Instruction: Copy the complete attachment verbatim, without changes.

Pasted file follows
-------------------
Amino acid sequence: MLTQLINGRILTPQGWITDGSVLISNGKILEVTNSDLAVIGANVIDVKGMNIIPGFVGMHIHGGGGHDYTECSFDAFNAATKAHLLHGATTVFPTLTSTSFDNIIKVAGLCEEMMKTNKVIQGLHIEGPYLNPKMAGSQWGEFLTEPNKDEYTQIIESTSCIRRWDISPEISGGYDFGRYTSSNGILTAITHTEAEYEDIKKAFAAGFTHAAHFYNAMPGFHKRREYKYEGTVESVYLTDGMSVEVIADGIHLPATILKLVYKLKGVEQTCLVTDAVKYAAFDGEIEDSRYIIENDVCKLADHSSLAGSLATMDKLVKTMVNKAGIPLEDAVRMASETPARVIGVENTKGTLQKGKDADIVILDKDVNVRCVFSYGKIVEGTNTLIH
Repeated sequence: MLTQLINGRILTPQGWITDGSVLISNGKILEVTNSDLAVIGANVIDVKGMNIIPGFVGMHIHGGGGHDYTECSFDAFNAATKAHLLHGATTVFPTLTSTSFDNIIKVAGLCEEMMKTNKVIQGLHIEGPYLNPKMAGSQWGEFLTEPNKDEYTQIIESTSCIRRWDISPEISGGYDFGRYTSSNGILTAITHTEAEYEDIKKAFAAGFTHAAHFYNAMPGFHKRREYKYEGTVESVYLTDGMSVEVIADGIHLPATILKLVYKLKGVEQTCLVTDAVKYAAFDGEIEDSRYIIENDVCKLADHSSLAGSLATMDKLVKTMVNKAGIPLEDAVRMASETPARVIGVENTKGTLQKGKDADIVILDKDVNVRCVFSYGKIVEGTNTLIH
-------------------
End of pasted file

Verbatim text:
Amino acid sequence: MLTQLINGRILTPQGWITDGSVLISNGKILEVTNSDLAVIGANVIDVKGMNIIPGFVGMHIHGGGGHDYTECSFDAFNAATKAHLLHGATTVFPTLTSTSFDNIIKVAGLCEEMMKTNKVIQGLHIEGPYLNPKMAGSQWGEFLTEPNKDEYTQIIESTSCIRRWDISPEISGGYDFGRYTSSNGILTAITHTEAEYEDIKKAFAAGFTHAAHFYNAMPGFHKRREYKYEGTVESVYLTDGMSVEVIADGIHLPATILKLVYKLKGVEQTCLVTDAVKYAAFDGEIEDSRYIIENDVCKLADHSSLAGSLATMDKLVKTMVNKAGIPLEDAVRMASETPARVIGVENTKGTLQKGKDADIVILDKDVNVRCVFSYGKIVEGTNTLIH
Repeated sequence: MLTQLINGRILTPQGWITDGSVLISNGKILEVTNSDLAVIGANVIDVKGMNIIPGFVGMHIHGGGGHDYTECSFDAFNAATKAHLLHGATTVFPTLTSTSFDNIIKVAGLCEEMMKTNKVIQGLHIEGPYLNPKMAGSQWGEFLTEPNKDEYTQIIESTSCIRRWDISPEISGGYDFGRYTSSNGILTAITHTEAEYEDIKKAFAAGFTHAAHFYNAMPGFHKRREYKYEGTVESVYLTDGMSVEVIADGIHLPATILKLVYKLKGVEQTCLVTDAVKYAAFDGEIEDSRYIIENDVCKLADHSSLAGSLATMDKLVKTMVNKAGIPLEDAVRMASETPARVIGVENTKGTLQKGKDADIVILDKDVNVRCVFSYGKIVEGTNTLIH